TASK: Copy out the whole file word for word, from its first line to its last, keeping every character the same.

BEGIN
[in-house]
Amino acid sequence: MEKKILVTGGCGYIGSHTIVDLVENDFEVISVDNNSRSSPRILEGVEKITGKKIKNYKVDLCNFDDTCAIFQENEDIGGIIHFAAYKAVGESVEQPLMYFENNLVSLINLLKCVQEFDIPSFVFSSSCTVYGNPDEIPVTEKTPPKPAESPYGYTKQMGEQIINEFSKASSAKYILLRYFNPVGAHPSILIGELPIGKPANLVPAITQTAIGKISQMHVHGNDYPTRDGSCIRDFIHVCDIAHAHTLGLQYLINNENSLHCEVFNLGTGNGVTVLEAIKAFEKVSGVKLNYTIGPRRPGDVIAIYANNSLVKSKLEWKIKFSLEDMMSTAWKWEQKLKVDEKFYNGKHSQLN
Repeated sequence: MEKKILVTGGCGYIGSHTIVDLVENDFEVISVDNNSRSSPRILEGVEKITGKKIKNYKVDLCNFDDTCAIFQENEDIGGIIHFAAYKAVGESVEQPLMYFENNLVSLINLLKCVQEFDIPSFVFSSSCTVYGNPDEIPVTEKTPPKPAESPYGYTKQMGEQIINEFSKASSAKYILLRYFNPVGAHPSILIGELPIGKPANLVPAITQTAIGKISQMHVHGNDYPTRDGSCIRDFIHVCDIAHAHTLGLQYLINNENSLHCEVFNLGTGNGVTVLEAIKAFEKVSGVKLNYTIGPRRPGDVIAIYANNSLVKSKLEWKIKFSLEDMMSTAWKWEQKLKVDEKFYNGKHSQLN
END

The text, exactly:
[in-house]
Amino acid sequence: MEKKILVTGGCGYIGSHTIVDLVENDFEVISVDNNSRSSPRILEGVEKITGKKIKNYKVDLCNFDDTCAIFQENEDIGGIIHFAAYKAVGESVEQPLMYFENNLVSLINLLKCVQEFDIPSFVFSSSCTVYGNPDEIPVTEKTPPKPAESPYGYTKQMGEQIINEFSKASSAKYILLRYFNPVGAHPSILIGELPIGKPANLVPAITQTAIGKISQMHVHGNDYPTRDGSCIRDFIHVCDIAHAHTLGLQYLINNENSLHCEVFNLGTGNGVTVLEAIKAFEKVSGVKLNYTIGPRRPGDVIAIYANNSLVKSKLEWKIKFSLEDMMSTAWKWEQKLKVDEKFYNGKHSQLN
Repeated sequence: MEKKILVTGGCGYIGSHTIVDLVENDFEVISVDNNSRSSPRILEGVEKITGKKIKNYKVDLCNFDDTCAIFQENEDIGGIIHFAAYKAVGESVEQPLMYFENNLVSLINLLKCVQEFDIPSFVFSSSCTVYGNPDEIPVTEKTPPKPAESPYGYTKQMGEQIINEFSKASSAKYILLRYFNPVGAHPSILIGELPIGKPANLVPAITQTAIGKISQMHVHGNDYPTRDGSCIRDFIHVCDIAHAHTLGLQYLINNENSLHCEVFNLGTGNGVTVLEAIKAFEKVSGVKLNYTIGPRRPGDVIAIYANNSLVKSKLEWKIKFSLEDMMSTAWKWEQKLKVDEKFYNGKHSQLN